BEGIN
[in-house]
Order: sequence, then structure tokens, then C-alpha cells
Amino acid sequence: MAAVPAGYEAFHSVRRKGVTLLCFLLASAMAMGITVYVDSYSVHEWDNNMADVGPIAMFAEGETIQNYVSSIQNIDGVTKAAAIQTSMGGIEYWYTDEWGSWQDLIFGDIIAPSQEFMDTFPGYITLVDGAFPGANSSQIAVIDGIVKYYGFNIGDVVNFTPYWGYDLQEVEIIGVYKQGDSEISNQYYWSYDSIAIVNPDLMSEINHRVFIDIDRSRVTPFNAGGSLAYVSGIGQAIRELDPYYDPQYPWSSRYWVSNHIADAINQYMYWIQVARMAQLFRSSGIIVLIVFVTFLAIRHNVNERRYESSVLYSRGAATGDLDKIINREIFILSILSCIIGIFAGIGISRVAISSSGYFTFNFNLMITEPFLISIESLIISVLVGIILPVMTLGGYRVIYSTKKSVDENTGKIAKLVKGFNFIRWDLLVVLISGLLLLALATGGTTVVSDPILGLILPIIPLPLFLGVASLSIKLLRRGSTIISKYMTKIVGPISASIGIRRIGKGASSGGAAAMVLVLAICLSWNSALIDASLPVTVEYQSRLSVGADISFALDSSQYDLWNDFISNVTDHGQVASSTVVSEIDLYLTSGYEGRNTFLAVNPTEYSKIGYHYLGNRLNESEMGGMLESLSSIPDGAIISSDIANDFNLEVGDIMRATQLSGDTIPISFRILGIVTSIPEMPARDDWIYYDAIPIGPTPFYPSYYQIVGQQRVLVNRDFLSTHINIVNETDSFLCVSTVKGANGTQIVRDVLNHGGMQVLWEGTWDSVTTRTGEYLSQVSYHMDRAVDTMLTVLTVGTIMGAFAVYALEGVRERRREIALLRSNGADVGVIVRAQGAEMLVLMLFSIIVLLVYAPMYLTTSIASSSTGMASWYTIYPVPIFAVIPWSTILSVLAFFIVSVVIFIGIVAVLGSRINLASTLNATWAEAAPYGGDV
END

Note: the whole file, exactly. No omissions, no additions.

[in-house]
Order: sequence, then structure tokens, then C-alpha cells
Amino acid sequence: MAAVPAGYEAFHSVRRKGVTLLCFLLASAMAMGITVYVDSYSVHEWDNNMADVGPIAMFAEGETIQNYVSSIQNIDGVTKAAAIQTSMGGIEYWYTDEWGSWQDLIFGDIIAPSQEFMDTFPGYITLVDGAFPGANSSQIAVIDGIVKYYGFNIGDVVNFTPYWGYDLQEVEIIGVYKQGDSEISNQYYWSYDSIAIVNPDLMSEINHRVFIDIDRSRVTPFNAGGSLAYVSGIGQAIRELDPYYDPQYPWSSRYWVSNHIADAINQYMYWIQVARMAQLFRSSGIIVLIVFVTFLAIRHNVNERRYESSVLYSRGAATGDLDKIINREIFILSILSCIIGIFAGIGISRVAISSSGYFTFNFNLMITEPFLISIESLIISVLVGIILPVMTLGGYRVIYSTKKSVDENTGKIAKLVKGFNFIRWDLLVVLISGLLLLALATGGTTVVSDPILGLILPIIPLPLFLGVASLSIKLLRRGSTIISKYMTKIVGPISASIGIRRIGKGASSGGAAAMVLVLAICLSWNSALIDASLPVTVEYQSRLSVGADISFALDSSQYDLWNDFISNVTDHGQVASSTVVSEIDLYLTSGYEGRNTFLAVNPTEYSKIGYHYLGNRLNESEMGGMLESLSSIPDGAIISSDIANDFNLEVGDIMRATQLSGDTIPISFRILGIVTSIPEMPARDDWIYYDAIPIGPTPFYPSYYQIVGQQRVLVNRDFLSTHINIVNETDSFLCVSTVKGANGTQIVRDVLNHGGMQVLWEGTWDSVTTRTGEYLSQVSYHMDRAVDTMLTVLTVGTIMGAFAVYALEGVRERRREIALLRSNGADVGVIVRAQGAEMLVLMLFSIIVLLVYAPMYLTTSIASSSTGMASWYTIYPVPIFAVIPWSTILSVLAFFIVSVVIFIGIVAVLGSRINLASTLNATWAEAAPYGGDV